Recent bouts of unseasonal weather got me thinking about the effect of atmospheric conditions on the use of adhesives. Over the past few years the UK has seen snow in April and a heatwave in October both of which would have an effect on adhesives that may have been unexpected.
The industry accepted temperature for epoxy adhesive use is above 10°C. At temperatures below this the reaction becomes slow or may not proceed at all. A general rule for many epoxies is that for every 8-10°C increase in temperature the cure rate is halved and for every 8-10°C decrease in temperature the cure rate is doubled. For example, if an adhesive has a pot life of 10 minutes and a cure time of an hour at 23°C, at 33°C the pot life would be just 5 minutes and the cure time 30 minutes. This could cause practical issues on site as a short pot-life may result in material going off before it can be used, resulting in waste. Equally low temperatures may also cause a practical issue. Taking the previous example, if the temperature was 13°C the pot-life would be 20 minutes and the cure time 2 hours, which would mean the bond would have to be left longer before it could be moved which would decrease productivity. Epoxy adhesives that cure at low temperatures are available and should be considered by those looking to use adhesives outdoors or in poorly heated warehouses.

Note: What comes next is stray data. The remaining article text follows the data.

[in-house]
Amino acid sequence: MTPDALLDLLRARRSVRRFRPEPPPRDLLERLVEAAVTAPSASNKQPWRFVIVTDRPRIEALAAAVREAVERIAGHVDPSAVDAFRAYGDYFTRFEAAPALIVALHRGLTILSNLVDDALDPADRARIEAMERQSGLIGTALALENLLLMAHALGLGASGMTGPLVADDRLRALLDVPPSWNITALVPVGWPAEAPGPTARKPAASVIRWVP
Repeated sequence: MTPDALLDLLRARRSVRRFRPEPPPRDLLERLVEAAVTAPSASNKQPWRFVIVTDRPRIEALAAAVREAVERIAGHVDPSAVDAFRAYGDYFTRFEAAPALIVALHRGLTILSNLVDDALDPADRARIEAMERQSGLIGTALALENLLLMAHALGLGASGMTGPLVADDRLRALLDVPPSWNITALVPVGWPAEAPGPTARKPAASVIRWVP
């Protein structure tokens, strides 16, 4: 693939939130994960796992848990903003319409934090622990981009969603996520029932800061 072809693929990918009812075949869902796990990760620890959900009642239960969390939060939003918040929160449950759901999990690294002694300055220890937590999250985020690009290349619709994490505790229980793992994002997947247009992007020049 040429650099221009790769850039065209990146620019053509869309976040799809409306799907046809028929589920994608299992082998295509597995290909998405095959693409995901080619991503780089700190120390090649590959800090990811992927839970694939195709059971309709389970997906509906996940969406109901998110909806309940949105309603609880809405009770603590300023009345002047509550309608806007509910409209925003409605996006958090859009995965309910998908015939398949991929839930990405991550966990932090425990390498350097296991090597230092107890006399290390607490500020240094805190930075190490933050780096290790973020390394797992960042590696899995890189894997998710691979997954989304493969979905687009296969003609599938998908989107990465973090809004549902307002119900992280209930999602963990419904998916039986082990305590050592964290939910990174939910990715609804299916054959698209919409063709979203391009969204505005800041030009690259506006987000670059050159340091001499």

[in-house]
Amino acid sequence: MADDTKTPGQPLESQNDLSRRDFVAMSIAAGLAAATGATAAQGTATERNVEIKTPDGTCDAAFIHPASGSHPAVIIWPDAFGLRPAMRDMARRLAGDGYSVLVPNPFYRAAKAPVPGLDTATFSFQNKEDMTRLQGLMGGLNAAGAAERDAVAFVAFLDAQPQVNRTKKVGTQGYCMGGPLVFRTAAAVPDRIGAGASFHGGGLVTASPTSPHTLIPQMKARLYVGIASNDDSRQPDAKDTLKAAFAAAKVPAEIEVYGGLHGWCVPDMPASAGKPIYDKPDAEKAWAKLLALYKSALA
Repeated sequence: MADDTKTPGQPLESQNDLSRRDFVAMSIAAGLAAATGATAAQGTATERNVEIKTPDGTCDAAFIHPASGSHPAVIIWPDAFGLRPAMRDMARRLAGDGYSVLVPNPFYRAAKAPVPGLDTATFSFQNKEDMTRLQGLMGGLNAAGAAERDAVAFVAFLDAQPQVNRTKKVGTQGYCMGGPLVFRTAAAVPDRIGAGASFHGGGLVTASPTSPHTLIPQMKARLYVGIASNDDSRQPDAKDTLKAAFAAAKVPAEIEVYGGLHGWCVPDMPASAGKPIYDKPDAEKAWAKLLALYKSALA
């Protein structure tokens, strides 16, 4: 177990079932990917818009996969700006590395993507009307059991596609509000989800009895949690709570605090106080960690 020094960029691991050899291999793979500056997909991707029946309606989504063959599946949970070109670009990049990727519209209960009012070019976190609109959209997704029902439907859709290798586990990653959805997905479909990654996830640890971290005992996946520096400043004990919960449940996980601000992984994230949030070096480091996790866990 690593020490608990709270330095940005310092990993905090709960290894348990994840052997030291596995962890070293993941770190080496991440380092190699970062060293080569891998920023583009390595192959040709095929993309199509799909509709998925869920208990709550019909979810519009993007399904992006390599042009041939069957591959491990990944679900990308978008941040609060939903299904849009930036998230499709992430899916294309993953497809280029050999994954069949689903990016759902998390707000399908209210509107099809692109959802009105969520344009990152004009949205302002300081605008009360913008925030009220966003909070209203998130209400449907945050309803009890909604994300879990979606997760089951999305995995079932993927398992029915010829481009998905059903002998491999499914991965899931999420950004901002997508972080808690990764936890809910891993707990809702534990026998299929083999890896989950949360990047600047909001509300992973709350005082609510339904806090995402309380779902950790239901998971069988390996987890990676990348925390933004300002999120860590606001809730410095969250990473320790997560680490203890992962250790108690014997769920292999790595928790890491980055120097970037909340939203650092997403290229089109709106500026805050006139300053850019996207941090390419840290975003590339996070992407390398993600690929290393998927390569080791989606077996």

Another climate factor that effects the use of adhesives (particularly epoxies) in the construction industry is rainfall. Generally, contamination of adhesives with water will have a detrimental effect on the cure rate and degree of cure. Therefore, most adhesives cannot be used outside whilst there is precipitation. Furthermore, some adhesives are intolerable of damp substrates, in these cases materials that are outside during wet weather must be left until completely dry before they can be bonded, which will hold up construction significantly. In extreme or prolonged cases of bad weather construction output overall decreases and this has a profound effect on the use of adhesives.